Neil Shaka Hislop did, after all, spend a summer vacation on work experience with Nasa in his student days in the United States. It would be fair to say the Newcastle goalkeeper, who graduated from Howard University, Washington DC, with a degree in mechanical engineering, was appropriately, if only metaphorically, over the moon when his name appeared in Hoddle's second-team squad. So was Steve Guppy, who started his working life as a bricklayer. Like Hislop, if not Chris Sutton, the Leicester winger needed no qualifications to appreciate the worth of the international honour he stands to gain this week.
Rejected by Southampton as a teenager and off-loaded by Newcastle without making a first-team start, Guppy did not play in the Premiership until last March - at the age of 28. And Hislop, as recently as November, was bench-bound at Newcastle and facing a distinctly unpromising future. Indeed, with Shay Given installed as No 1 and his own contract running out, there appeared to be no future on Tyneside for Hislop. But then Given was struck by injury and the man named after a Zulu warrior - Shaka, that is, not Neil - has taken his chance with relish.
Like Guppy, Hislop has made it to the fringe of international level as a 28-year-old unlikely lad. Though born in London, he was raised in Trinidad, where he played schoolboy football with two strikers who never quite made the grade in the beautiful game. But, then, Ato Boldon is the 200m world champion, and Brian Lara is the cricketing captain of the West Indies. Hislop did pad up with Lara at the Harvard Cricket Club but pointed out: "I wasn't anything like as good as him, even though I once read somewhere that I had been on the fringe of the West Indies Test squad. I must have been some player - I packed in playing seriously when I was 12."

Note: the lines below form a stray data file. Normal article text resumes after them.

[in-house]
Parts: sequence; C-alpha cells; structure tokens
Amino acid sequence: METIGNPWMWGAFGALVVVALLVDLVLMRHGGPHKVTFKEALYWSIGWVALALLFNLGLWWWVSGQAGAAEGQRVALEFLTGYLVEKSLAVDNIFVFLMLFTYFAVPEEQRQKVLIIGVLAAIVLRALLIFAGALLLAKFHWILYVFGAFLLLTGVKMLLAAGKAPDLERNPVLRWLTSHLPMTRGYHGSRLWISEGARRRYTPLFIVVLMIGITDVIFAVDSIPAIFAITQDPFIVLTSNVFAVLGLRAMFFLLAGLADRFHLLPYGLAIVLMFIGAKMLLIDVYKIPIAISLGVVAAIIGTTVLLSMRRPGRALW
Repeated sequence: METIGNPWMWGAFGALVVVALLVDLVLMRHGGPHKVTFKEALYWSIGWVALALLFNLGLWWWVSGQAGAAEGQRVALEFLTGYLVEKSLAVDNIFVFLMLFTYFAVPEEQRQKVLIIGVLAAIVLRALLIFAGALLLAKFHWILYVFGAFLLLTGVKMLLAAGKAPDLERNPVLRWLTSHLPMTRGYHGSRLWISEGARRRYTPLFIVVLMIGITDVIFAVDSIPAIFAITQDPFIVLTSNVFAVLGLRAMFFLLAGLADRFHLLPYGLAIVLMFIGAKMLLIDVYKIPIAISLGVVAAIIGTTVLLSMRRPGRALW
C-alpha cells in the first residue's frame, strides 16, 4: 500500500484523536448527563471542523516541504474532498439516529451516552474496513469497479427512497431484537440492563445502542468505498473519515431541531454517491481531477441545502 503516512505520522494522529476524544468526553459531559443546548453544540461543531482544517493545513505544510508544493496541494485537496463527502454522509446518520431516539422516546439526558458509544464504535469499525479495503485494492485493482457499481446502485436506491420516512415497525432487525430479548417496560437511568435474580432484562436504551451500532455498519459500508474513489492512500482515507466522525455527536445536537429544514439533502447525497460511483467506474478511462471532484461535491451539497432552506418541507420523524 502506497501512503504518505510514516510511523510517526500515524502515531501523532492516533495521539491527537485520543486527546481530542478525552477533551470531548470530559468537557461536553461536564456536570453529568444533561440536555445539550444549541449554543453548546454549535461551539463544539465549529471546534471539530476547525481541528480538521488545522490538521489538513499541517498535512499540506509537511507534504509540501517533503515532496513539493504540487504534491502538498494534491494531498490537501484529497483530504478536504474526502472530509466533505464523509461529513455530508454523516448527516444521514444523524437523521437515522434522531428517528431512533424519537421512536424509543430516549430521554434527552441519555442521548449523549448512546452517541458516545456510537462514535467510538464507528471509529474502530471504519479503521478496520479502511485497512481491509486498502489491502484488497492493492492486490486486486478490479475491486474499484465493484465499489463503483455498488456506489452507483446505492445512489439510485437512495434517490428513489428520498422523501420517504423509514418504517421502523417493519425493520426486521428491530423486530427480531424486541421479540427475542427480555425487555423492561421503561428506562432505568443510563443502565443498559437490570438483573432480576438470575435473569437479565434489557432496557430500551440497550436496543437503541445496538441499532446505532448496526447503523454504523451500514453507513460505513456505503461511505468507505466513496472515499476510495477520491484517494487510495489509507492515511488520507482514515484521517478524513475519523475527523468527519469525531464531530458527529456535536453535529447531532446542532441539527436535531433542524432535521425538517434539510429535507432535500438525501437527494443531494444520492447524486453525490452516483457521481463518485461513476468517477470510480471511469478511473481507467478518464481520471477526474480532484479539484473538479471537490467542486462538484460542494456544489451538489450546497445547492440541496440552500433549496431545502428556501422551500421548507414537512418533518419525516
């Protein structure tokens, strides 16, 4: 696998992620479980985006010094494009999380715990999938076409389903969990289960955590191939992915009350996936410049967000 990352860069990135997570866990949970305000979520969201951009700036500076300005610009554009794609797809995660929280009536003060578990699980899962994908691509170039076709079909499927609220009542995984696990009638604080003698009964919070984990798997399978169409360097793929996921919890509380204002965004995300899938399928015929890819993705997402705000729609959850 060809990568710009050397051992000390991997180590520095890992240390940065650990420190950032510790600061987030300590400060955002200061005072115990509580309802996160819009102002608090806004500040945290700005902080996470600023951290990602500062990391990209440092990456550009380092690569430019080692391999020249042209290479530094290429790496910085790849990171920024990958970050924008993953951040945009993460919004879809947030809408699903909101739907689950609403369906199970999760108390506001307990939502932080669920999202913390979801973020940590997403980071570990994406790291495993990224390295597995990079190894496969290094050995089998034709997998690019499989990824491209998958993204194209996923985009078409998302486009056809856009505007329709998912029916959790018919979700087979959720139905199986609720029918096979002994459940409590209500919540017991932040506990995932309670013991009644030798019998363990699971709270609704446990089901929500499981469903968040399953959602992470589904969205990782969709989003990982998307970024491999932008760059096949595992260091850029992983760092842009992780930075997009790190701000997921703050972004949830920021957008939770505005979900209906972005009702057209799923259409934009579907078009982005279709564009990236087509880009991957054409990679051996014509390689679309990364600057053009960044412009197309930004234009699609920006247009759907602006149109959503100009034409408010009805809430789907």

It was while keeping goal for Baltimore Blast, against Aston Villa in an exhibition match, that Hislop got his chance to play in England. His debut for Reading, in 1992, was at The Hawthorns. The men from Elm Park failed to pull up any trees. They lost 3-0.
Like Hislop, Guppy was signed for Newcastle by Kevin Keegan, though he only spent three months on the staff at St James' Park, in 1994. He left before the 6ft 4in goalkeeper arrived from Reading. With him, as he stepped down into the First Division with Port Vale, appeared to go his chance of making it at the top level. Released by Southampton after a 10-week trial as a 19-year-old, Guppy worked as a brickie while helping Martin O'Neill lay Football League foundations at Wycombe Wanderers. Keegan felt he was overawed even on the training ground at Newcastle.
"He was probably right," Guppy reflected. "But I had come from the Third Division to the Premiership. Even when I went to Leicester it took me time to settle in. I was only at Newcastle for three months. I only played one game, and that was as a second-half substitute against Manchester United in the Coca-Cola Cup. In the end, going to Port Vale turned out to be a smashing move for me.
"I'm grateful to John Rudge for the chance he gave me and I'm grateful to Martin O'Neill, too. I was 28 when he signed me last year. I'd been talking to a club in Holland. I thought maybe I wouldn't get a chance in the Premier League."
Eleven months later, Guppy has played European football in the Vicente Calderon, on the winning side against Manchester United at Old Trafford and is back on the international scene. Back? He played for England against Wales in 1992. "We won 2-1," he said, "at Cheltenham." That, though, was in his days as a semi-professional winger.Reuse content